The Foreman 500 is one of the most sold (and probably the best) ATVs ever made. It’s already great, but it could do so much more and look more aggressive with a new set of ATV tires.
Now, there are so many tires to choose from and could take hours and hours of research.
Note: Rim Size, Tire Size, Bolt Pattern, Tire Pressure, etc. can be found at the bottom of this article.
The Five Best Tires for Honda Foreman 500
|1. Maxxis Bighorn||Check Price On Amazon|
|2. ITP Mud Lite||Check Price On Amazon|
|3. SunF A033 Power.I||Check Price On Amazon|
|4. Maxxis Mud Bug||Check Price On Amazon|
|5. Kenda Bear Claw EVO||Check Price On Amazon|
1. Maxxis Bighorn – Best All-Around
The Bighorns are one of the best tires for Foreman 500 and certainly one of the most popular. They offer excellent grip on all off-road surfaces, while still being quite smooth on pavement due to their radial design.
If you mostly ride a mix of mud, dirt, sand, rocks, snow, and asphalt, then these tires should be no. 1 on your shopping list.
Traction & Durability
Because of their brilliant radial design, the Maxxis Bighorns offer a surprisingly smooth ride off-road and on-road. While the tire’s radial design does make it lighter than its bias counterparts, the Bighorn is a little bit on the heavier side as far as radial tires go. At crawl speeds, you can notice the difference as you might need a tiny bit more throttle than usual, though it’s barely noticeable and shouldn’t be a problem.
On the trails, these tires soak up small rocks and bumps like they’re not even there, and on asphalt, they ride silky smooth and quiet – all thanks to the tire’s radial design.
The Bighorns float on mud and snow instead of digging down a hole, and therefore offer very good traction on muddy and snowy trails. However, dedicated mud tires would be a better choice for deep mud and swamps.
With that said, the Bighorns really shine on rocks. They grip to rocks like glue and the heavily lugged sidewall provides good cut protection and confidence while rock crawling.
As for durability, the Maxxis Bighorns are strong and durable due to their 6-ply design, thus punctures and cuts shouldn’t be a problem. The tread life is decent and they should last you for around 5000 miles.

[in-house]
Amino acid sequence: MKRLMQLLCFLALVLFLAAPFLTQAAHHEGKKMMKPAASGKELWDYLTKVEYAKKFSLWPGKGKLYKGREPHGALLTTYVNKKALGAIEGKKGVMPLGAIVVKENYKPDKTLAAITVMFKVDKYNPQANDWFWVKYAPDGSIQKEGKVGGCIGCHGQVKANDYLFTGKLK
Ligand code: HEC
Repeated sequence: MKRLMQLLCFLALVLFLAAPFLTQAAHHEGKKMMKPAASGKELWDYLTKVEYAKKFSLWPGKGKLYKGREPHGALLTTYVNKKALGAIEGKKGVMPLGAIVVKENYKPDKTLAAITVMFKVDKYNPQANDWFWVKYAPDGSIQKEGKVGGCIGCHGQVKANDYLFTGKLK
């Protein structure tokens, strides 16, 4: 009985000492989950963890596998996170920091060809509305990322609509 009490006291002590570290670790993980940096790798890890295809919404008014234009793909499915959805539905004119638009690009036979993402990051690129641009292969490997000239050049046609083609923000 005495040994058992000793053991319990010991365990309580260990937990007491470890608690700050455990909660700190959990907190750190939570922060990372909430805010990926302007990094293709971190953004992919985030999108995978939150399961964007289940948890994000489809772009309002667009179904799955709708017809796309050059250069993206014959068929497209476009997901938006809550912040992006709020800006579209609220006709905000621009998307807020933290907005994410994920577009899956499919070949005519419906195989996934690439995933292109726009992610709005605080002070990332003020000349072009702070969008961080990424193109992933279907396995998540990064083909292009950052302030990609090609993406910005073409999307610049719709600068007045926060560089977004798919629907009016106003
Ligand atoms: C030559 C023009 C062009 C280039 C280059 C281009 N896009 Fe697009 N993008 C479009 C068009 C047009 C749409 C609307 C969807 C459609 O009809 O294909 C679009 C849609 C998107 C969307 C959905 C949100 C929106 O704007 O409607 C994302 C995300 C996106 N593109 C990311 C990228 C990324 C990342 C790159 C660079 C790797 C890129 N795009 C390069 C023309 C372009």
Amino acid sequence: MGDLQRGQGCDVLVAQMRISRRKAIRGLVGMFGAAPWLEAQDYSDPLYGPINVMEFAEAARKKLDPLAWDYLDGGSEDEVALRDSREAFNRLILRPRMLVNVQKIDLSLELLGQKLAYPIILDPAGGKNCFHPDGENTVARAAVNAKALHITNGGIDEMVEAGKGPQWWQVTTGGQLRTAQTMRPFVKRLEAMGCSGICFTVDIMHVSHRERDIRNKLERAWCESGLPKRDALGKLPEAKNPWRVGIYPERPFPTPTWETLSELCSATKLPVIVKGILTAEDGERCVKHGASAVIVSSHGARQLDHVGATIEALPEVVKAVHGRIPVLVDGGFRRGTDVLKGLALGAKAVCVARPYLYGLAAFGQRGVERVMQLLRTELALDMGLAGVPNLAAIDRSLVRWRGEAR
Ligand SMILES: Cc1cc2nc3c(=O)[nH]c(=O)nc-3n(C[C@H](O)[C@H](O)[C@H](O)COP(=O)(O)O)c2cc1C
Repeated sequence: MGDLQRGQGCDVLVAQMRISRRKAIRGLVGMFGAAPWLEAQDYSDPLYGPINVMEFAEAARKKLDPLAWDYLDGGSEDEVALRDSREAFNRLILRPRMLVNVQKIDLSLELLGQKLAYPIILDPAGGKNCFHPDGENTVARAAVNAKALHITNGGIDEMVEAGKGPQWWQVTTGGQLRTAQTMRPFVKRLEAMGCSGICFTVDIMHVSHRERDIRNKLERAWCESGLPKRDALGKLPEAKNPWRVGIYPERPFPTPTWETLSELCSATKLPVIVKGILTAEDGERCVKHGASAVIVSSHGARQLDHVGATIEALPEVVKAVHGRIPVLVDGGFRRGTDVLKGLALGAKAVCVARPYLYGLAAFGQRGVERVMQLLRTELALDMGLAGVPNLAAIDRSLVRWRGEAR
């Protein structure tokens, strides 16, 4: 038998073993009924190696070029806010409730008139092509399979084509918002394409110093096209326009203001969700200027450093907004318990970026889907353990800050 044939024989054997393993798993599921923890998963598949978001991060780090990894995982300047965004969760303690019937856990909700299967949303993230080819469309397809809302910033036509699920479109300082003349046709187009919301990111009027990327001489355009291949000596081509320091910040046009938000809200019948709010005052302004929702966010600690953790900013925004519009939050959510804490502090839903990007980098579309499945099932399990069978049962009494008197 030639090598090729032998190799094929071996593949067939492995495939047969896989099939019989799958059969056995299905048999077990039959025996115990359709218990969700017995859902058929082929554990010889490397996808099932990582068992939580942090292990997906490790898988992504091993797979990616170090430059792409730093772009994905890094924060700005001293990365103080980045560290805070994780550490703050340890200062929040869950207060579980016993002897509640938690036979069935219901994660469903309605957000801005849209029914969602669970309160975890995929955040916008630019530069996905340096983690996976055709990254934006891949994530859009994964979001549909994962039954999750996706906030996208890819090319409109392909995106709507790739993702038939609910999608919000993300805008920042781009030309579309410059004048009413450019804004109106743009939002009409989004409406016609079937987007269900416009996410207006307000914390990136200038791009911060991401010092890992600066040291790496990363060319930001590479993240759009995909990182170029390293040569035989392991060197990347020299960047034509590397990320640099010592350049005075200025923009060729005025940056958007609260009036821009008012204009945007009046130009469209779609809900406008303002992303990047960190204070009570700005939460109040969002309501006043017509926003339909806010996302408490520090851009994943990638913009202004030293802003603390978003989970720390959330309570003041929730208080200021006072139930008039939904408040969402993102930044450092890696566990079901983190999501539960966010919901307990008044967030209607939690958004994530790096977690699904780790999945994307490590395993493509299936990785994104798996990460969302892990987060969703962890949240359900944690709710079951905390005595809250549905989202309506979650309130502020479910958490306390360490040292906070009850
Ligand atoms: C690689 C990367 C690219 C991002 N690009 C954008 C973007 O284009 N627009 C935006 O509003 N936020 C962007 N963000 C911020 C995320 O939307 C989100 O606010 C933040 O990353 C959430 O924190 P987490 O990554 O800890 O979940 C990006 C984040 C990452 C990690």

2. ITP Mud Lite – Best Value
When the first-generation Mud Lites hit the market, they were praised for their great all-around performance and low price point.
Traction & Durability
As the name suggests, the Mud Lites are pretty lightweight and absolutely perfect for moderate mud, snow, and soft dirt. The large voids between the tread lugs work like paddles and help the tire float over mud and snow without sinking and digging in. Furthermore, the bias design of the Mud Lite allows the tire body to flex, which helps with mud cleanout.
On the other hand, performance on hardpack is not the best. While the tire’s paddle-like tread lugs do great on mud and loose surfaces, they don’t dig in and grip as well as all-terrain ATV tires on hard surfaces. Now, they still perform very well on hardpack, but if your Foreman 500 on hardpack trails, then you might want to look elsewhere.
Lastly, the Mud Lites are 6-ply bias tires, unlike the Maxxis Bighorns above, and thus sacrifice comfort and tread life for strength, cleanout, and traction.
3. SunF A033 Power I – Best Trail Tire
If the Mud Lites above do not offer enough hardpack performance for you, then SunF has got your back with their extremely popular and very affordable A033 Power I all-terrain tires.
Traction & Durability
The knobby angled tread design closely (or maybe too closely?) resembles our top pick – Maxxis Bighorn. With that said, the tread pattern is designed to work great with all surfaces, but especially hard-packed surfaces. The tire grips dirt and gravel just as effortlessly as premium all-terrain tires that are almost two times more expensive.
Now, similar to the Bighorns, the A033 Power I performs great on other surfaces as well. The large tread lugs with aggressive shoulder knobs provide great traction and protection on rocks. But with that said, these tires don’t do too well on deep mud. The voids between the tread lugs are not that large and get caked with mud.
Snow performance is surprisingly good. When aired down, A033 Power I grips very well on packed snow and almost floats over unpacked snow.
Lastly, while the SunF A033 Power I look similar to the Maxxis Bighorn, the Power I is bias and not radial like the Bighorn. Because of that, the Power I is heavier, less smooth, and has a shorter tread life than the Bighorn. A small tradeoff for a tire that performs so well for half the price.
4. Maxxis Mud Bug – Best Mud Tire